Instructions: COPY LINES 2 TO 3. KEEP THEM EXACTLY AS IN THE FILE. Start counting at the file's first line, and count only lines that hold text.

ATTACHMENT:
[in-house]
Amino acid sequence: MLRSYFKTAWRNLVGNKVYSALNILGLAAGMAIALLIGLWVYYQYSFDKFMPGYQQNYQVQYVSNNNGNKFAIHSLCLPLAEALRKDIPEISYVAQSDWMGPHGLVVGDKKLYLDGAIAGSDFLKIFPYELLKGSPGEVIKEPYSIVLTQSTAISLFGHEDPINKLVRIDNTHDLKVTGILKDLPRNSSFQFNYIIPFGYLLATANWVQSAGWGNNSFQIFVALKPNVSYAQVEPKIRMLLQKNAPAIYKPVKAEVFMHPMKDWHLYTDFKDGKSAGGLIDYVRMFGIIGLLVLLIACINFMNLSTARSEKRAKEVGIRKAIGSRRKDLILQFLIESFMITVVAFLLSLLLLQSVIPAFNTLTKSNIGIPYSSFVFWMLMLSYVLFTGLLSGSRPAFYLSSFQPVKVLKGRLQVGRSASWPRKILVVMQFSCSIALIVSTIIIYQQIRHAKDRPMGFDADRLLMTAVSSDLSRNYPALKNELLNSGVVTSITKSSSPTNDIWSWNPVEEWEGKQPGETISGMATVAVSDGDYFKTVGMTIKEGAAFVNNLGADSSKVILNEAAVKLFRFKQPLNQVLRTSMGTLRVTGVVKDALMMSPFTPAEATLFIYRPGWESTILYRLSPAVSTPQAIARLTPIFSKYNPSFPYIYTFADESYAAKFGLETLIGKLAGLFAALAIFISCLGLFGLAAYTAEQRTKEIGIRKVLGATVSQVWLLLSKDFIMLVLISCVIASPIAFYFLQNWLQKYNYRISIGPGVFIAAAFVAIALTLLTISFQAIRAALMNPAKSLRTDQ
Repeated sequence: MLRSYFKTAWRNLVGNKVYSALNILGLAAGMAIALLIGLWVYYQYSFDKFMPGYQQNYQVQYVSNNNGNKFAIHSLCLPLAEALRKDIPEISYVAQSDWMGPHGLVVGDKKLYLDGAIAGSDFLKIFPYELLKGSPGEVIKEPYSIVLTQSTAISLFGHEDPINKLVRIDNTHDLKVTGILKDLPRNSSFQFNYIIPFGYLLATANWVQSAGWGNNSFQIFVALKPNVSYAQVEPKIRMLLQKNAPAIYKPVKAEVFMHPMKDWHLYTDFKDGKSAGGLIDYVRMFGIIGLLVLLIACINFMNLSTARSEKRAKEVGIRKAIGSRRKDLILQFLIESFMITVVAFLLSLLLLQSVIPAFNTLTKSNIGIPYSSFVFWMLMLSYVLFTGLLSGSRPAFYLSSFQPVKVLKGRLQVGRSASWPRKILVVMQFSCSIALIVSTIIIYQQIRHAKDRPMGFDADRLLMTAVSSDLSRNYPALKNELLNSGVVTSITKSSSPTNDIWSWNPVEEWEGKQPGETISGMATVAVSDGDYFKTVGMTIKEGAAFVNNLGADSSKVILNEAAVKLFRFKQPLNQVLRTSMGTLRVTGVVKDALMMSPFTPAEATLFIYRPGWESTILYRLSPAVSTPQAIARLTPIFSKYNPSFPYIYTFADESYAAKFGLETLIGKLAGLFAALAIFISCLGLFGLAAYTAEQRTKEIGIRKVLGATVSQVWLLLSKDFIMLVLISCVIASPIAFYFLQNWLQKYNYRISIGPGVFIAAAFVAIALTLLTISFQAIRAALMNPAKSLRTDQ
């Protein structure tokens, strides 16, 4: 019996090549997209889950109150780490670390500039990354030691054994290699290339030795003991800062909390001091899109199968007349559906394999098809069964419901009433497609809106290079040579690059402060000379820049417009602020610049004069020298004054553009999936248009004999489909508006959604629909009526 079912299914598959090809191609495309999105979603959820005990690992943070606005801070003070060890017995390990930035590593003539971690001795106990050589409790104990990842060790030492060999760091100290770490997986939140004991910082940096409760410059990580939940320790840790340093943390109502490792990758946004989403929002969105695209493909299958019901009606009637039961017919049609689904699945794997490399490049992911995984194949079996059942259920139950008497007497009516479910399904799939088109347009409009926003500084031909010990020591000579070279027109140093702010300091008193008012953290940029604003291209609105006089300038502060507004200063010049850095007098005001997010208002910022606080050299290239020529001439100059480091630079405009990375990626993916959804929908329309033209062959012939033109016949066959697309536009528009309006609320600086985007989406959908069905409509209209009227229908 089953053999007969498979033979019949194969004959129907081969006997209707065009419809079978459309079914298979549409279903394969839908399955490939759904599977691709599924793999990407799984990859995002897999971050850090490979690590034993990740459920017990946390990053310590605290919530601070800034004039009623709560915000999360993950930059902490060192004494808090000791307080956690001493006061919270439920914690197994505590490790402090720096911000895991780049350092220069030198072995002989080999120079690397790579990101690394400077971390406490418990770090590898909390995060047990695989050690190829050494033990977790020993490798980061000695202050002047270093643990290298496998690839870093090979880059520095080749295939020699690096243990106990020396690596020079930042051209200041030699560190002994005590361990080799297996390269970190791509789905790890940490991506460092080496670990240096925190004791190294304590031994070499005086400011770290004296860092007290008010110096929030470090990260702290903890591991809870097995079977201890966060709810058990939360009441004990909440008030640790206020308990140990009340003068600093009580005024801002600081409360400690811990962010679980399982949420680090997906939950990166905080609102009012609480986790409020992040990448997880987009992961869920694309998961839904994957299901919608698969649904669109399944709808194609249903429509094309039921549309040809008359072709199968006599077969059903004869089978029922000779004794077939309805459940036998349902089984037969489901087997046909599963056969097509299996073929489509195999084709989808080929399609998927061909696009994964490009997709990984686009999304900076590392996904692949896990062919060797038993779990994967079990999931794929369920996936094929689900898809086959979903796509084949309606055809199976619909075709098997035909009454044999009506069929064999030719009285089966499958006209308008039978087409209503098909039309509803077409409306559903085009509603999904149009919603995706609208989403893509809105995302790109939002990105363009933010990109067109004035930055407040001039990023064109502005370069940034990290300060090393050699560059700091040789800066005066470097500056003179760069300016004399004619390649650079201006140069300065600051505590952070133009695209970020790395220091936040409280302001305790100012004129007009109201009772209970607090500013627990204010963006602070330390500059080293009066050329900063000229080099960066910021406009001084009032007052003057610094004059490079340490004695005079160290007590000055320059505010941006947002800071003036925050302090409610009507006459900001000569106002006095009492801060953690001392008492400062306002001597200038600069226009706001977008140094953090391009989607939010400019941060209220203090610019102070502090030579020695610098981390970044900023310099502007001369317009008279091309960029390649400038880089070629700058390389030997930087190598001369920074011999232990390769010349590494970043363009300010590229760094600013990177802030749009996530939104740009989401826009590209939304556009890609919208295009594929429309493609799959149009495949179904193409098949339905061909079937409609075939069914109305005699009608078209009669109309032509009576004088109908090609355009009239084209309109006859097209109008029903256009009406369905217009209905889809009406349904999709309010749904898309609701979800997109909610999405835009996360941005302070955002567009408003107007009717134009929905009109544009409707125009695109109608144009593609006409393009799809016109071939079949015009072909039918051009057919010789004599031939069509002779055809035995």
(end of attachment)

Amino acid sequence: MLRSYFKTAWRNLVGNKVYSALNILGLAAGMAIALLIGLWVYYQYSFDKFMPGYQQNYQVQYVSNNNGNKFAIHSLCLPLAEALRKDIPEISYVAQSDWMGPHGLVVGDKKLYLDGAIAGSDFLKIFPYELLKGSPGEVIKEPYSIVLTQSTAISLFGHEDPINKLVRIDNTHDLKVTGILKDLPRNSSFQFNYIIPFGYLLATANWVQSAGWGNNSFQIFVALKPNVSYAQVEPKIRMLLQKNAPAIYKPVKAEVFMHPMKDWHLYTDFKDGKSAGGLIDYVRMFGIIGLLVLLIACINFMNLSTARSEKRAKEVGIRKAIGSRRKDLILQFLIESFMITVVAFLLSLLLLQSVIPAFNTLTKSNIGIPYSSFVFWMLMLSYVLFTGLLSGSRPAFYLSSFQPVKVLKGRLQVGRSASWPRKILVVMQFSCSIALIVSTIIIYQQIRHAKDRPMGFDADRLLMTAVSSDLSRNYPALKNELLNSGVVTSITKSSSPTNDIWSWNPVEEWEGKQPGETISGMATVAVSDGDYFKTVGMTIKEGAAFVNNLGADSSKVILNEAAVKLFRFKQPLNQVLRTSMGTLRVTGVVKDALMMSPFTPAEATLFIYRPGWESTILYRLSPAVSTPQAIARLTPIFSKYNPSFPYIYTFADESYAAKFGLETLIGKLAGLFAALAIFISCLGLFGLAAYTAEQRTKEIGIRKVLGATVSQVWLLLSKDFIMLVLISCVIASPIAFYFLQNWLQKYNYRISIGPGVFIAAAFVAIALTLLTISFQAIRAALMNPAKSLRTDQ
Repeated sequence: MLRSYFKTAWRNLVGNKVYSALNILGLAAGMAIALLIGLWVYYQYSFDKFMPGYQQNYQVQYVSNNNGNKFAIHSLCLPLAEALRKDIPEISYVAQSDWMGPHGLVVGDKKLYLDGAIAGSDFLKIFPYELLKGSPGEVIKEPYSIVLTQSTAISLFGHEDPINKLVRIDNTHDLKVTGILKDLPRNSSFQFNYIIPFGYLLATANWVQSAGWGNNSFQIFVALKPNVSYAQVEPKIRMLLQKNAPAIYKPVKAEVFMHPMKDWHLYTDFKDGKSAGGLIDYVRMFGIIGLLVLLIACINFMNLSTARSEKRAKEVGIRKAIGSRRKDLILQFLIESFMITVVAFLLSLLLLQSVIPAFNTLTKSNIGIPYSSFVFWMLMLSYVLFTGLLSGSRPAFYLSSFQPVKVLKGRLQVGRSASWPRKILVVMQFSCSIALIVSTIIIYQQIRHAKDRPMGFDADRLLMTAVSSDLSRNYPALKNELLNSGVVTSITKSSSPTNDIWSWNPVEEWEGKQPGETISGMATVAVSDGDYFKTVGMTIKEGAAFVNNLGADSSKVILNEAAVKLFRFKQPLNQVLRTSMGTLRVTGVVKDALMMSPFTPAEATLFIYRPGWESTILYRLSPAVSTPQAIARLTPIFSKYNPSFPYIYTFADESYAAKFGLETLIGKLAGLFAALAIFISCLGLFGLAAYTAEQRTKEIGIRKVLGATVSQVWLLLSKDFIMLVLISCVIASPIAFYFLQNWLQKYNYRISIGPGVFIAAAFVAIALTLLTISFQAIRAALMNPAKSLRTDQ